To do so, publishers should experiment in three directions: acknowledging the structure of the argument in the presentation of the content; aggregating evidence for and against each claim; and providing a credible assessment of each claim’s reliability. If all this sounds elaborate, bear in mind that each of these steps is already being taken by a variety of entrepreneurial organizations and individuals.

Defining an argument

We’re all familiar with arguments, both in media and in everyday life. But it’s worth briefly reviewing what an argument actually is, as doing so can inform how we might better structure arguments online. “The basic purpose of offering an argument is to give a reason (or more than one) to support a claim that is subject to doubt, and thereby remove that doubt,” writes Douglas Walton in his book Fundamentals of Critical Argumentation. “An argument is made up of statements called premises and a conclusion. The premises give a reason (or reasons) to support the conclusion.”

So an argument can be broken up into discrete claims, unified by a structure that ties them together. But our typical conceptions of online content ignore all that. Why not design content to more easily assess each claim in an argument individually? UI designer Bret Victor is working on doing just that through a series of experiments he collectively calls “Explorable Explanations.”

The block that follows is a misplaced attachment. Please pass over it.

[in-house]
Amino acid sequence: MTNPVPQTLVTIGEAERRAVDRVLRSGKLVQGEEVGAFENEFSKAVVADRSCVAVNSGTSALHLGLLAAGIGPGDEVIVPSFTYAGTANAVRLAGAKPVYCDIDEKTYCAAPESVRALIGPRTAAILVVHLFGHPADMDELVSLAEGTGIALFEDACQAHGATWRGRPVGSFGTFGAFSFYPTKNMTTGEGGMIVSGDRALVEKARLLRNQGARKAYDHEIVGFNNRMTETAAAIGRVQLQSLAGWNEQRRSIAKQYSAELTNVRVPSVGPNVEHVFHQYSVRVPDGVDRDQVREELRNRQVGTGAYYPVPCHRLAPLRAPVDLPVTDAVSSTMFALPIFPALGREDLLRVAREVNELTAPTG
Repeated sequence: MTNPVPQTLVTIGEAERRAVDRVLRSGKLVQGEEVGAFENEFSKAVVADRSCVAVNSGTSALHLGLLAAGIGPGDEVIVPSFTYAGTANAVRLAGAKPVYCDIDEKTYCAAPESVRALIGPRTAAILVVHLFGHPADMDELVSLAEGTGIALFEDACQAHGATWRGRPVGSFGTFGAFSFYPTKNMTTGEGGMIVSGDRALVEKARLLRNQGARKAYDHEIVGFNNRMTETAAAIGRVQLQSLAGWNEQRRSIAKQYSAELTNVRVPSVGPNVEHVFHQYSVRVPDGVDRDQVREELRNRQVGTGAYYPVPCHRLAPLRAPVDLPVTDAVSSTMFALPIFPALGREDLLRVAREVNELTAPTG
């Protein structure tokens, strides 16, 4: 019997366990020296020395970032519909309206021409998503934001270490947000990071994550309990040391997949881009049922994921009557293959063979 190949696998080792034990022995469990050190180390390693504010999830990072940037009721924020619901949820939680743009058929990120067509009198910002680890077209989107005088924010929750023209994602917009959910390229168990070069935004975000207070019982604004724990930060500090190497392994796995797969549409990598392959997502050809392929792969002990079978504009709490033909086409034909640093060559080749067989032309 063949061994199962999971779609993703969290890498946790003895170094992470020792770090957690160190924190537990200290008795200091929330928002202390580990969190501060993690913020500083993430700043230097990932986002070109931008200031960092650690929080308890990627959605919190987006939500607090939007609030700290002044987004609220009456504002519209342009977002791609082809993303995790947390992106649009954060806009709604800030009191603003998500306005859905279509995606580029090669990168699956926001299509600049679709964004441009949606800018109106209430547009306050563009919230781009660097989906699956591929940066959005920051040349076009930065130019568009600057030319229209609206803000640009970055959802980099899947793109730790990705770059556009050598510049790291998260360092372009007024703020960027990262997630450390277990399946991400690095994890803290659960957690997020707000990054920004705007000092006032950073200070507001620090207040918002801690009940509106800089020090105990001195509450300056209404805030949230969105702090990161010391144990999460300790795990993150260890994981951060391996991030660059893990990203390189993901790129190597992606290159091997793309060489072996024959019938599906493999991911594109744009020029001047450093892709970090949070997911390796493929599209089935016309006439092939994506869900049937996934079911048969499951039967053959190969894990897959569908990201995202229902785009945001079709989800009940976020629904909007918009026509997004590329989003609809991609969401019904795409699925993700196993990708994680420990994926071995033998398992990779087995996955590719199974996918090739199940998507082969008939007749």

Writes Victor:

A typical reading tool, such as a book or website, displays the author’s argument, and nothing else. The reader’s line of thought remains internal and invisible, vague and speculative. We form questions, but can’t answer them. We consider alternatives, but can’t explore them. We question assumptions, but can’t verify them. And so, in the end, we blindly trust, or blindly don’t, and we miss the deep understanding that comes from dialogue and exploration.

The alternative is what he calls a “reactive document” that imposes some structure onto content so that the reader can “play with the premise and assumptions of various claims, and see the consequences update immediately.”

Although Victor’s first prototype, Ten Brighter Ideas, is a list of recommendations rather than a formal argument, it gives a feel of how such a document could work. But the specific look, feel and design of his example aren’t important. The point is simply that breaking up the contents of an argument beyond the level of just a post or column makes it possible for authors, editors or the community to deeply analyze each claim individually, while not losing sight of its place in the argument’s structure.

Show me the evidence (and the conversation)

Victor’s prototype suggests a more interesting way to structure and display arguments by breaking them up into individual claims, but it doesn’t tell us anything about what sort of content should be displayed alongside each claim. To start with, each claim could be accompanied by relevant links that help the reader make sense of that claim, either by providing evidence, counterpoints, context, or even just a sense of who does and does not agree.